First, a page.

Conflict in any community is inevitable because we are sinners. Sinners are selfish and will sow seeds of discord or even pick a fight if it serves our selfish purposes. Christ, however, calls us and empowers us to live in love rather than in selfish conflict. Having received God’s love in Christ, God wants us now to seek to make peace instead of stirring up strife. Is there anyone in your life with whom you have conflict right now? Did your actions stir this conflict up? Or, did your response to him or her help escalate the conflict? What is one thing you can to do “serve one another humbly in love” (Gal 5:13c) in this situation? Now, go do that thing praying that the Lord will use you to make peace.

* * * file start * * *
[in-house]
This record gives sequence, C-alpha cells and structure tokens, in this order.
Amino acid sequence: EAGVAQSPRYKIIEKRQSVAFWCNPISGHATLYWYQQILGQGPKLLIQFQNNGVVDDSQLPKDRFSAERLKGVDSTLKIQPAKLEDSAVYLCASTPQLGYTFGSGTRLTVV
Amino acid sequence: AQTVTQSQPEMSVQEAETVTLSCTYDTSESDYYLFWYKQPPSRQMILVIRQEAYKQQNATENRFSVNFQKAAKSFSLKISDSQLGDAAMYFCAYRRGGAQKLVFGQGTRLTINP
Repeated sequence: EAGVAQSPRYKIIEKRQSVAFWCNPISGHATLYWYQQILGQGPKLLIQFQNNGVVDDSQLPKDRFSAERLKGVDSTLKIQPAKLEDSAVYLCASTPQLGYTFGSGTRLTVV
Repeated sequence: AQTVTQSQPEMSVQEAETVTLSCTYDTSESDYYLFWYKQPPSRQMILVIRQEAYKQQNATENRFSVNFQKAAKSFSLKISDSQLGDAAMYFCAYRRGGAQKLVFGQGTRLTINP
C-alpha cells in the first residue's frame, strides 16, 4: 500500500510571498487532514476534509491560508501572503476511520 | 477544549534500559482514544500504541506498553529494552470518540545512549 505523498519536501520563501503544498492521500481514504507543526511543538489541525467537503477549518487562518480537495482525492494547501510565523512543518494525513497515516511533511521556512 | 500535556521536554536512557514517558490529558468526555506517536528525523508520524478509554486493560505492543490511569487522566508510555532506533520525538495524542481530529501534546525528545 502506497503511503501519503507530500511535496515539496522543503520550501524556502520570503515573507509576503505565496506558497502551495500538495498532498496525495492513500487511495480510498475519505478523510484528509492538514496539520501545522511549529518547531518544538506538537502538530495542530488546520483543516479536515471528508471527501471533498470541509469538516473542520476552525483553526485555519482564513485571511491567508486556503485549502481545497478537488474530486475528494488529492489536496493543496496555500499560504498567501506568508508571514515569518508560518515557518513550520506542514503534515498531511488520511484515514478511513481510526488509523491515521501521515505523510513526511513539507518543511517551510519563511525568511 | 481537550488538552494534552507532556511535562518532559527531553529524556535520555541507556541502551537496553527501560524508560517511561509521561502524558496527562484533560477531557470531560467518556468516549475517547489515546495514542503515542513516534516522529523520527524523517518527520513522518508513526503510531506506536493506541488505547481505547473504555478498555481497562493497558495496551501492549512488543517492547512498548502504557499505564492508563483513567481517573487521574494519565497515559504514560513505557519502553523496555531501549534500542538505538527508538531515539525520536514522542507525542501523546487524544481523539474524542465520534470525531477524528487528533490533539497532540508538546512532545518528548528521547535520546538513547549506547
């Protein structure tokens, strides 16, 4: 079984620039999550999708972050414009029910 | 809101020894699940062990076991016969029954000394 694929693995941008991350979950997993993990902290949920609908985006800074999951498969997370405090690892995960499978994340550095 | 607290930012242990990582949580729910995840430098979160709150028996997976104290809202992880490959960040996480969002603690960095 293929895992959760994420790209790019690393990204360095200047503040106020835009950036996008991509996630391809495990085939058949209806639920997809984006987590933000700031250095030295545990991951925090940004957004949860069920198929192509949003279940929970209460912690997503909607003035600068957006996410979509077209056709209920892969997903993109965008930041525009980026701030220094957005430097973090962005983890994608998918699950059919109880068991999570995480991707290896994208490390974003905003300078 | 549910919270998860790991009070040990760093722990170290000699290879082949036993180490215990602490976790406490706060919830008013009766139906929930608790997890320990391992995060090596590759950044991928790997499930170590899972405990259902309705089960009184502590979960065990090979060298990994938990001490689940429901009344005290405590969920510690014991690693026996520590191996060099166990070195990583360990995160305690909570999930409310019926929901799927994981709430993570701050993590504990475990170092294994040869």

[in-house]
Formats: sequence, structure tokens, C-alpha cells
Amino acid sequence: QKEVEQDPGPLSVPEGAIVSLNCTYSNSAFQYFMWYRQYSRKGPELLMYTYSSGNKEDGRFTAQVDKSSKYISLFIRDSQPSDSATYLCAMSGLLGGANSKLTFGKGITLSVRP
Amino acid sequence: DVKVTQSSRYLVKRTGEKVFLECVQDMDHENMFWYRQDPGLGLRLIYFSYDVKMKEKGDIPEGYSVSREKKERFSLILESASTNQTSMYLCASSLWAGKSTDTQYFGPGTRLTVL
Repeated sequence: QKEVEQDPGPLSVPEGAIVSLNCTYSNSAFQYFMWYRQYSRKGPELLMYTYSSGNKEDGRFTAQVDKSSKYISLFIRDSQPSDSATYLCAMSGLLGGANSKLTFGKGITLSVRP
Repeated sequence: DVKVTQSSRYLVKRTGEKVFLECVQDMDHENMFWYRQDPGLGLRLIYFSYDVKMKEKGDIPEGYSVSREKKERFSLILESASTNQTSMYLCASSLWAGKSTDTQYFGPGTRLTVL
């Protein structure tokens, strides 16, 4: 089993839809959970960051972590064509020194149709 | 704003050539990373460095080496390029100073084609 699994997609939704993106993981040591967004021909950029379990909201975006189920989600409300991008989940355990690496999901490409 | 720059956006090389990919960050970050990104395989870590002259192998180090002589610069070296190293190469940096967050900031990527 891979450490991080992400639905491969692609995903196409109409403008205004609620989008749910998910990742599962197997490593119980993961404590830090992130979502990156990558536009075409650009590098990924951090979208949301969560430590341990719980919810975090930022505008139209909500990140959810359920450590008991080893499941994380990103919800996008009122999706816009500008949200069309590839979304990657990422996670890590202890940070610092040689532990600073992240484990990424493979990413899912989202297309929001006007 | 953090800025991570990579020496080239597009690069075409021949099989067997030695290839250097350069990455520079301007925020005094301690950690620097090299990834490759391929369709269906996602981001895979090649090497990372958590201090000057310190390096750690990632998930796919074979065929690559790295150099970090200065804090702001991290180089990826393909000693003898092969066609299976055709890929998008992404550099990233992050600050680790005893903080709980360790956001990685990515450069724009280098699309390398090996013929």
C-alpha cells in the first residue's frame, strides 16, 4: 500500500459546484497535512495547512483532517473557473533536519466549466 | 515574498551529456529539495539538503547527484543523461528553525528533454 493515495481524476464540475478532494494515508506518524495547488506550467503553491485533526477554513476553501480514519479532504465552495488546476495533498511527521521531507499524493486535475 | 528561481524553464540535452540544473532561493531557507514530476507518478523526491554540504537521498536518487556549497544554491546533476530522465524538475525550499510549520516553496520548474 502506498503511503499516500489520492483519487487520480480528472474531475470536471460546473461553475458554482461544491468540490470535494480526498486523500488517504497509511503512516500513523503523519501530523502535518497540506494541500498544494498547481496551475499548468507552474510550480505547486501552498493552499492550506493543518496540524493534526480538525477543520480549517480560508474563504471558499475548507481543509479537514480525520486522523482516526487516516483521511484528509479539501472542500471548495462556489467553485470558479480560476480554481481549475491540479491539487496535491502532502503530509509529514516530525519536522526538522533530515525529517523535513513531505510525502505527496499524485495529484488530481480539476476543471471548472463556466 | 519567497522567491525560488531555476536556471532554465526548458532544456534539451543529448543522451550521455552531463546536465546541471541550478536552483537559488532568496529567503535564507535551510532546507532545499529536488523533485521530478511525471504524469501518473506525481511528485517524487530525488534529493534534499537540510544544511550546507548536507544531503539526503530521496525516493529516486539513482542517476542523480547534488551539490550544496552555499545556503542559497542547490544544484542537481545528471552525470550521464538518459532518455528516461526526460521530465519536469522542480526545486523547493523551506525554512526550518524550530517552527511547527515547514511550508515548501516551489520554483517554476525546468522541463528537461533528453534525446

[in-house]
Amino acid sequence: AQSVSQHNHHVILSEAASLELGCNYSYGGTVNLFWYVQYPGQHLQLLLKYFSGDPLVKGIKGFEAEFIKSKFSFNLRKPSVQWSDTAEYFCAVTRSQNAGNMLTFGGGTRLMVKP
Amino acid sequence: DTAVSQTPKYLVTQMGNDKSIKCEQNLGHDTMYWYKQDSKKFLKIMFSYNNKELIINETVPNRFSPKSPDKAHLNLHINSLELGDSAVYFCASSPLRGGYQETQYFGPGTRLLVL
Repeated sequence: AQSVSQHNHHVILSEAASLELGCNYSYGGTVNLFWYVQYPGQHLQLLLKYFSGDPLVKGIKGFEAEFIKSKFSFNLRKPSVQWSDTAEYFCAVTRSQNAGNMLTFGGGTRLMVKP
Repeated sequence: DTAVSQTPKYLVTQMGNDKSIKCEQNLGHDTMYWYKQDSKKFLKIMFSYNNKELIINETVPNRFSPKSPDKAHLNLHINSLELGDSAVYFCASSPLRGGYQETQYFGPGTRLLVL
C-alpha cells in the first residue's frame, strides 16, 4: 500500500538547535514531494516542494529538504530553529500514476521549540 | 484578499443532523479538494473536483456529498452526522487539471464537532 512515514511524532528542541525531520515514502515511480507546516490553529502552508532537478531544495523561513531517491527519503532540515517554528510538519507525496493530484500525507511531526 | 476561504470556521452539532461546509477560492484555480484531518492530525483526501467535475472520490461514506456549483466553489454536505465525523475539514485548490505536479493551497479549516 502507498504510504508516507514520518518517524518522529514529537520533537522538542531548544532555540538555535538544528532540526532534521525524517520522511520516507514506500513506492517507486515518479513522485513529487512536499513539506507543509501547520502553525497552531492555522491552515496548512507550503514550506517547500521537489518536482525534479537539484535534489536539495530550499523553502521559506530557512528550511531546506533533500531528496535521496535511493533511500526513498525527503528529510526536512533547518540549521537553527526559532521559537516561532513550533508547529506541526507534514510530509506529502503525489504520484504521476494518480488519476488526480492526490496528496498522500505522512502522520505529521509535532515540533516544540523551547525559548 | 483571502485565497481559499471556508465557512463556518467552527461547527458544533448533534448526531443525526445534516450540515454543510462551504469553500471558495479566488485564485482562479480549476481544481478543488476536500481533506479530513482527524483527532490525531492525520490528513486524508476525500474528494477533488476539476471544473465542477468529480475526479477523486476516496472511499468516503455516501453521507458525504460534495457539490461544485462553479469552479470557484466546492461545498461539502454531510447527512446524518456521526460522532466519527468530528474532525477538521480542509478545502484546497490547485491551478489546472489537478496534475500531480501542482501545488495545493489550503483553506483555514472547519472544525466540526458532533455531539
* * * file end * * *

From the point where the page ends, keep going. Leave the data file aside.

Genesis 33, Esther 9-10, Matthew 24

Read Genesis 33, Esther 9-10, Matthew 24 today.

This devotional is about Genesis 33.

Conflict with other people is a common part of this life. Sometimes, you can end conflict by avoiding or ending your relationship with another person. But not always, especially if the conflict involves your family.

Jacob and Esau were twin brothers and they had a big conflict back in Genesis 27. Jacob created the conflict by using deceit to take Esau’s rightful inheritance as the firstborn. He left town to avoid a confrontation with Esau. But God commanded him to return to the land of promise, so now Jacob must return home and face his (slightly) older brother.

We read the account of their reunion here in Genesis 33.